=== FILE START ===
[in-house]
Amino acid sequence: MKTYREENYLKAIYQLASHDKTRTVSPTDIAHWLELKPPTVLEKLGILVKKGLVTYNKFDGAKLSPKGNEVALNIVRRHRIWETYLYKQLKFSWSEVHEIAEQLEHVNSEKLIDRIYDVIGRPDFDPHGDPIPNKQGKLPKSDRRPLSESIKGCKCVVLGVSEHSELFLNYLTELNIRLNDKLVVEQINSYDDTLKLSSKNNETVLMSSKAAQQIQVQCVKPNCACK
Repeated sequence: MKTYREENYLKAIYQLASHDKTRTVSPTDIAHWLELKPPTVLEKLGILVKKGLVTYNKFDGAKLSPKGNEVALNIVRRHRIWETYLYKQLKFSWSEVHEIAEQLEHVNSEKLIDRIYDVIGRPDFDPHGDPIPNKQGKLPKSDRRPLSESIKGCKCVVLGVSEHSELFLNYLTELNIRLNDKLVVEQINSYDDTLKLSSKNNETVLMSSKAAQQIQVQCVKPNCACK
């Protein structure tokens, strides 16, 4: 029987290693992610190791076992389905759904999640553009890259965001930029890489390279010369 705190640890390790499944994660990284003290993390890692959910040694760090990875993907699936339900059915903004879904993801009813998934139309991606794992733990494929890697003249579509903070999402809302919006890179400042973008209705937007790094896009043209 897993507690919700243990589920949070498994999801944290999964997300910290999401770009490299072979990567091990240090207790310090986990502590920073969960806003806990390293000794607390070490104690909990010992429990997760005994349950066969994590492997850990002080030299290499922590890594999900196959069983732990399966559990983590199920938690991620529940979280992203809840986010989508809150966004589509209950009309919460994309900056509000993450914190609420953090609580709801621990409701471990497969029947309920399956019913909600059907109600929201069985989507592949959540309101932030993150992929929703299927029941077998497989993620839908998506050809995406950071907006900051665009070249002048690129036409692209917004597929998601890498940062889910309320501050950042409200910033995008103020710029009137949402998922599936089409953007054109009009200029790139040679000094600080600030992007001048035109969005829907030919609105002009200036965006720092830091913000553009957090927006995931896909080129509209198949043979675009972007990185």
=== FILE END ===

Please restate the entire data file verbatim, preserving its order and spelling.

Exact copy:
[in-house]
Amino acid sequence: MKTYREENYLKAIYQLASHDKTRTVSPTDIAHWLELKPPTVLEKLGILVKKGLVTYNKFDGAKLSPKGNEVALNIVRRHRIWETYLYKQLKFSWSEVHEIAEQLEHVNSEKLIDRIYDVIGRPDFDPHGDPIPNKQGKLPKSDRRPLSESIKGCKCVVLGVSEHSELFLNYLTELNIRLNDKLVVEQINSYDDTLKLSSKNNETVLMSSKAAQQIQVQCVKPNCACK
Repeated sequence: MKTYREENYLKAIYQLASHDKTRTVSPTDIAHWLELKPPTVLEKLGILVKKGLVTYNKFDGAKLSPKGNEVALNIVRRHRIWETYLYKQLKFSWSEVHEIAEQLEHVNSEKLIDRIYDVIGRPDFDPHGDPIPNKQGKLPKSDRRPLSESIKGCKCVVLGVSEHSELFLNYLTELNIRLNDKLVVEQINSYDDTLKLSSKNNETVLMSSKAAQQIQVQCVKPNCACK
């Protein structure tokens, strides 16, 4: 029987290693992610190791076992389905759904999640553009890259965001930029890489390279010369 705190640890390790499944994660990284003290993390890692959910040694760090990875993907699936339900059915903004879904993801009813998934139309991606794992733990494929890697003249579509903070999402809302919006890179400042973008209705937007790094896009043209 897993507690919700243990589920949070498994999801944290999964997300910290999401770009490299072979990567091990240090207790310090986990502590920073969960806003806990390293000794607390070490104690909990010992429990997760005994349950066969994590492997850990002080030299290499922590890594999900196959069983732990399966559990983590199920938690991620529940979280992203809840986010989508809150966004589509209950009309919460994309900056509000993450914190609420953090609580709801621990409701471990497969029947309920399956019913909600059907109600929201069985989507592949959540309101932030993150992929929703299927029941077998497989993620839908998506050809995406950071907006900051665009070249002048690129036409692209917004597929998601890498940062889910309320501050950042409200910033995008103020710029009137949402998922599936089409953007054109009009200029790139040679000094600080600030992007001048035109969005829907030919609105002009200036965006720092830091913000553009957090927006995931896909080129509209198949043979675009972007990185």